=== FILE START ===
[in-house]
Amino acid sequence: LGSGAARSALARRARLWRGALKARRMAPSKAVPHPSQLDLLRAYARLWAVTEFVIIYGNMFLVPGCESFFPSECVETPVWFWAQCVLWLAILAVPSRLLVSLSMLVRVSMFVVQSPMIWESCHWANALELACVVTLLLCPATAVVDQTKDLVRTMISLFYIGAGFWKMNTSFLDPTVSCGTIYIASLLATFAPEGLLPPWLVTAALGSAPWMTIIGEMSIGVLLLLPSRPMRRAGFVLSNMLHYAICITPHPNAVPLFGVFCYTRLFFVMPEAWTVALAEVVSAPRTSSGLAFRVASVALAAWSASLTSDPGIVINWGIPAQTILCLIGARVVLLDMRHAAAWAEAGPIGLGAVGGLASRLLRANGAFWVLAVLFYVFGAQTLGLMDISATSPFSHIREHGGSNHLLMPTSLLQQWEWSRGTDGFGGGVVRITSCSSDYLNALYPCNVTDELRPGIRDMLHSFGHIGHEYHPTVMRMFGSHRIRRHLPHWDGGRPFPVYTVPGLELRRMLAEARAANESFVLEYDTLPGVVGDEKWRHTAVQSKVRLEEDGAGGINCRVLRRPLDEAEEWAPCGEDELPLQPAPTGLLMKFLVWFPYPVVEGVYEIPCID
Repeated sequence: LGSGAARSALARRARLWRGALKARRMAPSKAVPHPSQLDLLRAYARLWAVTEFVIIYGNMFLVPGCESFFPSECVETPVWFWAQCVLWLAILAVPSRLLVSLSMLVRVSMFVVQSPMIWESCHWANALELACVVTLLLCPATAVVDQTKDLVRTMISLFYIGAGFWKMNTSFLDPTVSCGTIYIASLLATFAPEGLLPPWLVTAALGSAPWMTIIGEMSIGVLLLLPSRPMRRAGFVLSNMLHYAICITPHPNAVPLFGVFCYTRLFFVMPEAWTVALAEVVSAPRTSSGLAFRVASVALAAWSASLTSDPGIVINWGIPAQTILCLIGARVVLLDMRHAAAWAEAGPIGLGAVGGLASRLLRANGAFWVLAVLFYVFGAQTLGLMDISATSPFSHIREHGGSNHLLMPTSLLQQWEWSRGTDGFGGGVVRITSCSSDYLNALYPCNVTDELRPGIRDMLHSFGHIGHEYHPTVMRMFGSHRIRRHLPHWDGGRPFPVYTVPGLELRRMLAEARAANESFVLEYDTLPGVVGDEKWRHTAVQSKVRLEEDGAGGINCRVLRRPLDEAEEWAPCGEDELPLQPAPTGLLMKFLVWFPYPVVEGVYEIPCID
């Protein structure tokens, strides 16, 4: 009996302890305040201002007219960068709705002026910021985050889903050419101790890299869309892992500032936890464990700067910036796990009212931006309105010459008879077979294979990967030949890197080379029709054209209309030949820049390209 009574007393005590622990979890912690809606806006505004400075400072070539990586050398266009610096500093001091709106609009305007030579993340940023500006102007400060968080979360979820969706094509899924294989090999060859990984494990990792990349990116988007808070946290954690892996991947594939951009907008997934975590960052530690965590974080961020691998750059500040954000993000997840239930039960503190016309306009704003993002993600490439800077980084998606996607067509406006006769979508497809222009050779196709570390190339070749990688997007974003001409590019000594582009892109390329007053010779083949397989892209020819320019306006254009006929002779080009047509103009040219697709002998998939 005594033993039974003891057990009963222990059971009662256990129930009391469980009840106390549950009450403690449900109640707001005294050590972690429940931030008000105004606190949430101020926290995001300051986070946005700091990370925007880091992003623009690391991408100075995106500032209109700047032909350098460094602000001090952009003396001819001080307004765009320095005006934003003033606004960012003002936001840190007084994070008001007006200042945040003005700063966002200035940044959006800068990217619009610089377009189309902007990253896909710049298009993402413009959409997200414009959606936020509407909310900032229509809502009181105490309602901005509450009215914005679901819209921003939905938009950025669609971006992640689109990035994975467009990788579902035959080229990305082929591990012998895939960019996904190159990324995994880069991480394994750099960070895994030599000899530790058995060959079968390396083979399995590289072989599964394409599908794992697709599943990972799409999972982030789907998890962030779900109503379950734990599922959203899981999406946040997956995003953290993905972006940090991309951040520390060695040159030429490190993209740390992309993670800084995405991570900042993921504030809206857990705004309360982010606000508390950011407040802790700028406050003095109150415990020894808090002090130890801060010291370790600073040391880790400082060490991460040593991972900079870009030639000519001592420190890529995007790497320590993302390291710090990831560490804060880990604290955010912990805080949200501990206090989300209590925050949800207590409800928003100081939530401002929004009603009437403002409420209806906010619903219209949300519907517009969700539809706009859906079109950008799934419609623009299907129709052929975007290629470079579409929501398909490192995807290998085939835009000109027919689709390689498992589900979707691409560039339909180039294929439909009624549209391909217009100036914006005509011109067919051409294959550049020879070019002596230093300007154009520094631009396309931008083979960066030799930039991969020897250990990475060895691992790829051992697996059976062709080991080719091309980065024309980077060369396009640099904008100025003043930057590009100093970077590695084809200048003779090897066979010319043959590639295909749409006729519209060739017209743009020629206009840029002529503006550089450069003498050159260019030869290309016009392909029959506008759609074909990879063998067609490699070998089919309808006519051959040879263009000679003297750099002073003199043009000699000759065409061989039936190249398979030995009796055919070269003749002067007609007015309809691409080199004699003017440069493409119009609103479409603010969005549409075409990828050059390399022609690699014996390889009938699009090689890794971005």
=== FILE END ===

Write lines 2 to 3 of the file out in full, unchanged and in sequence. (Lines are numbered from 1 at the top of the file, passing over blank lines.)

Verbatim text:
Amino acid sequence: LGSGAARSALARRARLWRGALKARRMAPSKAVPHPSQLDLLRAYARLWAVTEFVIIYGNMFLVPGCESFFPSECVETPVWFWAQCVLWLAILAVPSRLLVSLSMLVRVSMFVVQSPMIWESCHWANALELACVVTLLLCPATAVVDQTKDLVRTMISLFYIGAGFWKMNTSFLDPTVSCGTIYIASLLATFAPEGLLPPWLVTAALGSAPWMTIIGEMSIGVLLLLPSRPMRRAGFVLSNMLHYAICITPHPNAVPLFGVFCYTRLFFVMPEAWTVALAEVVSAPRTSSGLAFRVASVALAAWSASLTSDPGIVINWGIPAQTILCLIGARVVLLDMRHAAAWAEAGPIGLGAVGGLASRLLRANGAFWVLAVLFYVFGAQTLGLMDISATSPFSHIREHGGSNHLLMPTSLLQQWEWSRGTDGFGGGVVRITSCSSDYLNALYPCNVTDELRPGIRDMLHSFGHIGHEYHPTVMRMFGSHRIRRHLPHWDGGRPFPVYTVPGLELRRMLAEARAANESFVLEYDTLPGVVGDEKWRHTAVQSKVRLEEDGAGGINCRVLRRPLDEAEEWAPCGEDELPLQPAPTGLLMKFLVWFPYPVVEGVYEIPCID
Repeated sequence: LGSGAARSALARRARLWRGALKARRMAPSKAVPHPSQLDLLRAYARLWAVTEFVIIYGNMFLVPGCESFFPSECVETPVWFWAQCVLWLAILAVPSRLLVSLSMLVRVSMFVVQSPMIWESCHWANALELACVVTLLLCPATAVVDQTKDLVRTMISLFYIGAGFWKMNTSFLDPTVSCGTIYIASLLATFAPEGLLPPWLVTAALGSAPWMTIIGEMSIGVLLLLPSRPMRRAGFVLSNMLHYAICITPHPNAVPLFGVFCYTRLFFVMPEAWTVALAEVVSAPRTSSGLAFRVASVALAAWSASLTSDPGIVINWGIPAQTILCLIGARVVLLDMRHAAAWAEAGPIGLGAVGGLASRLLRANGAFWVLAVLFYVFGAQTLGLMDISATSPFSHIREHGGSNHLLMPTSLLQQWEWSRGTDGFGGGVVRITSCSSDYLNALYPCNVTDELRPGIRDMLHSFGHIGHEYHPTVMRMFGSHRIRRHLPHWDGGRPFPVYTVPGLELRRMLAEARAANESFVLEYDTLPGVVGDEKWRHTAVQSKVRLEEDGAGGINCRVLRRPLDEAEEWAPCGEDELPLQPAPTGLLMKFLVWFPYPVVEGVYEIPCID